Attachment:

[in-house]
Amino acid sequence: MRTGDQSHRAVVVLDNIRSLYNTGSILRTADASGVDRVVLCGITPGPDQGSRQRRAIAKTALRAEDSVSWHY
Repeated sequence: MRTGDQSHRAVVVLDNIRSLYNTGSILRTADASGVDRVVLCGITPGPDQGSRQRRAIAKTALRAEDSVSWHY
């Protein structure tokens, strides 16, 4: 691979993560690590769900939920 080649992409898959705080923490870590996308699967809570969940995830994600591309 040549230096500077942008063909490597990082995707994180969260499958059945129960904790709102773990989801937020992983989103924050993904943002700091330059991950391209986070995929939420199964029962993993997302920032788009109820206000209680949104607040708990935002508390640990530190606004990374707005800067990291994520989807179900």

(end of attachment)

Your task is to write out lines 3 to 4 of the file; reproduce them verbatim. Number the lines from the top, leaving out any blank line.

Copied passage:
Repeated sequence: MRTGDQSHRAVVVLDNIRSLYNTGSILRTADASGVDRVVLCGITPGPDQGSRQRRAIAKTALRAEDSVSWHY
């Protein structure tokens, strides 16, 4: 691979993560690590769900939920 080649992409898959705080923490870590996308699967809570969940995830994600591309 040549230096500077942008063909490597990082995707994180969260499958059945129960904790709102773990989801937020992983989103924050993904943002700091330059991950391209986070995929939420199964029962993993997302920032788009109820206000209680949104607040708990935002508390640990530190606004990374707005800067990291994520989807179900």